If you want to thicken up the sound of your three man band, learn to play a lot of instruments, and have a drummer with a kit so big that it has it's own zip code.
#21
The zip code part made me lol

But yeah, we can count Rush in because no one stated you gotta become Neil or anything, just take them as an example(a good one while at it) and take ideas of their playing, how the 3 work all together to sound good and how their songs are written. By looking at various structures of their songs, you can get so many ideas of what to do with YOUR own band, which is the goal of this thread.

/thread
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#24
A little guitar trick. If you've got a delay pedal set it so it plays 1 8th note after you play but then dies out. It helps with fattening your sound also chorusing helps too but that can get a bit much
#25
Have a guitarist that plays bass with foot pedals. A drummer thats insane. And a bassist that can play keyboard and bass with foot pedals. Do all this at the same time, rinse and repeat
#26
Quote by wjhender
Have a guitarist that plays bass with foot pedals. A drummer thats insane. And a bassist that can play keyboard and bass with foot pedals. Do all this at the same time, rinse and repeat


If they had to recruit anyway, why wouldnt they just get another guitarist instead of replacing themselves?
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#27
my 2 cents...
Always good to make sure the guitar and bass are e-q'd properly...meaning treble, mid and bass are balance for individul instruments.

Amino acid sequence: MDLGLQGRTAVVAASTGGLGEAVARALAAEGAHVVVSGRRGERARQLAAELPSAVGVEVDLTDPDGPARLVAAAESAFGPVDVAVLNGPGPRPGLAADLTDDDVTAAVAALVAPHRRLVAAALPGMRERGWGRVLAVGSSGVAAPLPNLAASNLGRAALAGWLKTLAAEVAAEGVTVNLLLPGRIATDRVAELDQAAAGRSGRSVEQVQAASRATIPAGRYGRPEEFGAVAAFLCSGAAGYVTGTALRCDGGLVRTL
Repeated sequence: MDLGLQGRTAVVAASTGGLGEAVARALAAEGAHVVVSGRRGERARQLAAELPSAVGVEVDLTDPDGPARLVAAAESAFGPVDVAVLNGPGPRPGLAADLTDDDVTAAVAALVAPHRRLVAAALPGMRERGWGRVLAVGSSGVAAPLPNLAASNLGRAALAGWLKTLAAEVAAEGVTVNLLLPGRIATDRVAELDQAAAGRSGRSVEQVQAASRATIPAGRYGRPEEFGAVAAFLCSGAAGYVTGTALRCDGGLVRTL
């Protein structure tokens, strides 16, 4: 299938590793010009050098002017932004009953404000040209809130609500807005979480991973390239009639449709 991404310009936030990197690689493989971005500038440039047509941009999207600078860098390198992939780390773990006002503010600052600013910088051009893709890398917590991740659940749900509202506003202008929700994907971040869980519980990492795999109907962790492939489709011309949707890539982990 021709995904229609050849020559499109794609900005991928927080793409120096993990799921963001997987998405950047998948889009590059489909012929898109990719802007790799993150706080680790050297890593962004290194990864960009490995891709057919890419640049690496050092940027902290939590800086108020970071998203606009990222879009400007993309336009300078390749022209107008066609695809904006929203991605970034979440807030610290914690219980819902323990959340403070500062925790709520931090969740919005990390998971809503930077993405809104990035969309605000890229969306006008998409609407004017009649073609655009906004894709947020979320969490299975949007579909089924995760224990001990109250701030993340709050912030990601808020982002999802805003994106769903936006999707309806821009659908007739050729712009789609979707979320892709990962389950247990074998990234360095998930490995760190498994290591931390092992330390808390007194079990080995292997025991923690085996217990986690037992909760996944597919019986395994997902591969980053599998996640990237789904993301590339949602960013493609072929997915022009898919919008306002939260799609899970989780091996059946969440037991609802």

A PA to EQ vocals and send some guitar and bass through.
A drummer that knows fills and a bassist that dosen't snap the notes off too early leaving dead air in the bass line.
A guitar player that knows the song.

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#29
Avoid using nothing but quarternotes in every song ever. There's too many of those types around.
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#30
Creative bassist and drummer. I realise that my band has this problem too.
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#31
Wall of sound.

Tweak the bass and guitar to fill all the frequencies the (good) drummer doesn't.

Tight playing.

Reiterating what's said above..play tight as mother****ers.


Alternatively don't worry about it and blame it on bad acoustics .
#32
Guitars: Play sus2 and sus4 type chords instead of a typical power chords. Use arpeggios instead of just strumming...add in a little chorus to widen the tone.

Bass: Play groovy and busy melodic lines

Drums: Play aggressively and use fills to fill up space

Listen to RUSH, Alice in Chains, heck Dream Theater for the most part.

Get a midi foot pedal for triggering samples and keyboard FX
#33
maybe a/b/Y multiple amps, different sounds?
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#34
turn the bass up on the bassists amp, tell him to play more counter-melodic-esque basslines, more cymbals, possibly more cow bell
#35
more cow bell


this man speaks the truth
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#36
Make sure you have alot of mids dialled on your guitar. It helps fill the tonal void between the drums and bass giving a richer tonal spectrum.

Don't be afraid to use space too, it can make the whole band sound thicker when you all kick in together.
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#37
Quote by KaFuCh
Best 3-piece: Muse!

Except they do have Morgan live. Crafty synth/keyboard ninja.
#38
Personally I got a friends three-piece band to sound like a larger band with this advice;

1. Distorted bass. The clipping makes it stand out more and, to my ears at least, makes it sound "bigger".

2. Lead drums a la Keith Moon or Mitch Mitchell. Seriously, I saw The Who live in November, and while they were epic, even though it's compressed compared to the rawness of seeing them live, they sounded so much bigger with Keith drumming. Having your drummer go crazy on his kit will make you sound a lot bigger.

3. Have the guitarist(you I assume) study Stevie Ray Vaughan. Even when it was just him with a single 12-string acoustic on MTV Unplugged, he sounded fuller than most bands do nowadays.